The Top HELOC Lenders in the Nation

Now that tapping home equity is back in fashion, I figured it’d be helpful to see who the top HELOC lenders are.

Last year, banks and mortgage lenders doled out nearly one million home equity lines of credit (HELOCs), per HMDA data.

A total of 962,000 HELOCs were opened in 2021, up 10.7% from the 869,000 originated in 2020, the first annual increase in three years.

I expect HELOC originations to rise again in 2022 now that mortgage rates on existing first mortgages are so low relative to what’s available today.

Read on to see who the top HELOC originators were last year.

Top HELOC Lenders

Ranking Company Name 2021 Loan Count
1. Citizens Bank 48,992
2. PNC Bank 40,566
3. Truist 40,088
4. U.S. Bank 34,470
5. Bank of America 31,375
6. Huntington Bank 27,783
7. Third Federal 16,449
8. Figure Lending 14,726
9. Regions Bank 13,266
10. Boeing Employees CU 13,202
11. Mountain America CU 12,241
12. Zions Bank 11,127
13. State Employees CU 11,053
14. PenFed 10,362
15. KeyBank 10,238
16. Fifth Third 10,194
17. TD Bank 9,536
18. First Citizens 9,518
19. M&T Bank 9,287
20. America First CU 9,065
21. BMO Bank 8,870
22. Bank of the West 8,395
23. Alliant CU 7,992
24. Idaho Central CU 7,413
25. Ent CU 7,399

Last year, Citizens Bank led all HELOC lenders with nearly 50,000 lines of credit originated (48,992), representing a solid 5.1% market share, per HMDA data from the CFPB.

They were followed by PNC Bank with 40,566 HELOCs originated for a 4.2% share.

A similar total was generated by Truist Bank (40,088) for a market share of 4.2%.

U.S. Bank took third with 34,470 HELOCs opened and a 3.6% market share, followed by Bank of America with 31,375 lines of credit opened for a 3.3% market share.

In 2020, Bank of America had been the #1 HELOC lender with a 5.6% market share before falling to fifth in 2021.

Huntington Bank took sixth with a 2.9% market share, Third Federal came in seventh with a 1.7% share of the market, and newcomer Figure Lending took eighth with a 1.5% market share.

Regions Bank and Boeing Employees Credit Union rounded out the top 10 with 1.4% of the market, each.

You can see the top 25 HELOC lenders in the above table for more details. These 25 institutions alone accounted for 44% of the overall HELOC market.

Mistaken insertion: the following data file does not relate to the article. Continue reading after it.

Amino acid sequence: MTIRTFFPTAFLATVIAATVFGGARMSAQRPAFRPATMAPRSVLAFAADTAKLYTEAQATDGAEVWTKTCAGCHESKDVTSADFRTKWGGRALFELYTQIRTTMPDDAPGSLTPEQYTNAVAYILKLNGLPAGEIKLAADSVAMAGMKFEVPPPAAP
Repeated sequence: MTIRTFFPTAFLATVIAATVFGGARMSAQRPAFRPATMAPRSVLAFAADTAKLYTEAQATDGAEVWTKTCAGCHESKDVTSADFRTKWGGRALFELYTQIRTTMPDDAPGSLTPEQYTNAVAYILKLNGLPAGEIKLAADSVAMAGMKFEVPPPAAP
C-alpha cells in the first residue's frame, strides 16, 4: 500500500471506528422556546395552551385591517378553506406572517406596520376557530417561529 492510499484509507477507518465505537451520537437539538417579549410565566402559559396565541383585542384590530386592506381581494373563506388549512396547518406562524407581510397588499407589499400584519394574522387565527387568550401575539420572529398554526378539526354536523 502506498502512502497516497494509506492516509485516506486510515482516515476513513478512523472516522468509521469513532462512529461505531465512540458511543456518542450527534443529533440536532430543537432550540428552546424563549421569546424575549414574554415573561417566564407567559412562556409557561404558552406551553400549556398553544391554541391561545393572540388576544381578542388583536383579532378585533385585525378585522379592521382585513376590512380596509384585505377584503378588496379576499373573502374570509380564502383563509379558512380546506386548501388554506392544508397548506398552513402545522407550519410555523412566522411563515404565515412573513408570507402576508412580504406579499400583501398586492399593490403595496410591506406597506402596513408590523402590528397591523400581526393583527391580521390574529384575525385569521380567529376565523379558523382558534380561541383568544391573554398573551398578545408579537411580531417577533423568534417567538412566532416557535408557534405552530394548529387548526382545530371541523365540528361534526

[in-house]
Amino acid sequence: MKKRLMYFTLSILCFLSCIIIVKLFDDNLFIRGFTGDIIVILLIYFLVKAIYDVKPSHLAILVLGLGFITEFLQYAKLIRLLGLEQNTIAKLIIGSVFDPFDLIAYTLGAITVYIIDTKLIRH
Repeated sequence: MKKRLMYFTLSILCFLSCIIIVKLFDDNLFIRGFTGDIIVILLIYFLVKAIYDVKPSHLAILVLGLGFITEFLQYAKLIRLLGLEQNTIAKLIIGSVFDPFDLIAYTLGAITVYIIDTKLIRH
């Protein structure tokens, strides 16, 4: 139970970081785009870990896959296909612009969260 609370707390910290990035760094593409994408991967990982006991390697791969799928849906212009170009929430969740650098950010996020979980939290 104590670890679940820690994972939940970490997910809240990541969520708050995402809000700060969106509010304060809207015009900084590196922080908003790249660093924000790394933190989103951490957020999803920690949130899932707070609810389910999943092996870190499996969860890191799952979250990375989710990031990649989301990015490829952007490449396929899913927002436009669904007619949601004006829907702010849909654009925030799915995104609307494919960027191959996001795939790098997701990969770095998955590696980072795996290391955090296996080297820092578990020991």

Looking for a HELOC? Try a Depository Institution

If you’re in need of a HELOC, know that they’re mostly offered by depository institutions, also known as DIs.

In 2021, 809 DIs, including 271 banks and 538 credit unions, originated 934,000 HELOCs, per the HMDA data.

That represented 97.1% of all HELOC originations reported. In other words, practically every HELOC was opened by a bank or a credit union.

This differs from first mortgages, which have been dominated by nonbank lenders over the past several years.

These nonbank lenders, or non-DIs, accounted for just 2.9% of the HELOC market.

For the record, just one of the top 25 HELOC lenders was an independent mortgage company, Figure Lending.

It’s unclear if that will change in 2022 and beyond, though these companies are looking to get in on the action by offering HELOCs and home equity loans.

For example, Rocket Mortgage launched a closed-end home equity loan (HEL) in early August.

Meanwhile, wholesale lender United Wholesale Mortgage (UWM) released two HELOCs, including a standalone and a piggyback.

Regardless, there’s a good chance a local credit union (or the bank you already do business with) will offer HELOCs.

Who Are the Best HELOC Lenders?

So we know it’s mostly banks and credit unions that offer HELOCs. The question is which one is the best of the bunch?

That’s hard to quantify because banks and credit unions offer lots of different products, not just HELOCs.

As such, reading their reviews probably won’t give us a lot to chew on. Sure, we can see how they are rated on the whole.

But that might mean nothing with regard to their home equity lending.

You still want them to have favorable ratings, but that aside, I would look at the interest rate and loan term offered.

HELOC rates can range quite a bit from bank to bank, so put in the time to see who is offering what.

And pay attention to the margin (which is added to the prime rate), the loan term (how many years to draw and pay it off), and the starting interest rate.

Also take note of any perks such as the ability to lock in your rate so it’s no longer adjustable.

Though the way things are going, HELOC rates might peak in 2023 before beginning to flatten or fall as the Fed stops raising rates (and maybe even lowers them).

Either way, be sure to exhaust all your options in your HELOC search to ensure you don’t miss out on a better deal.

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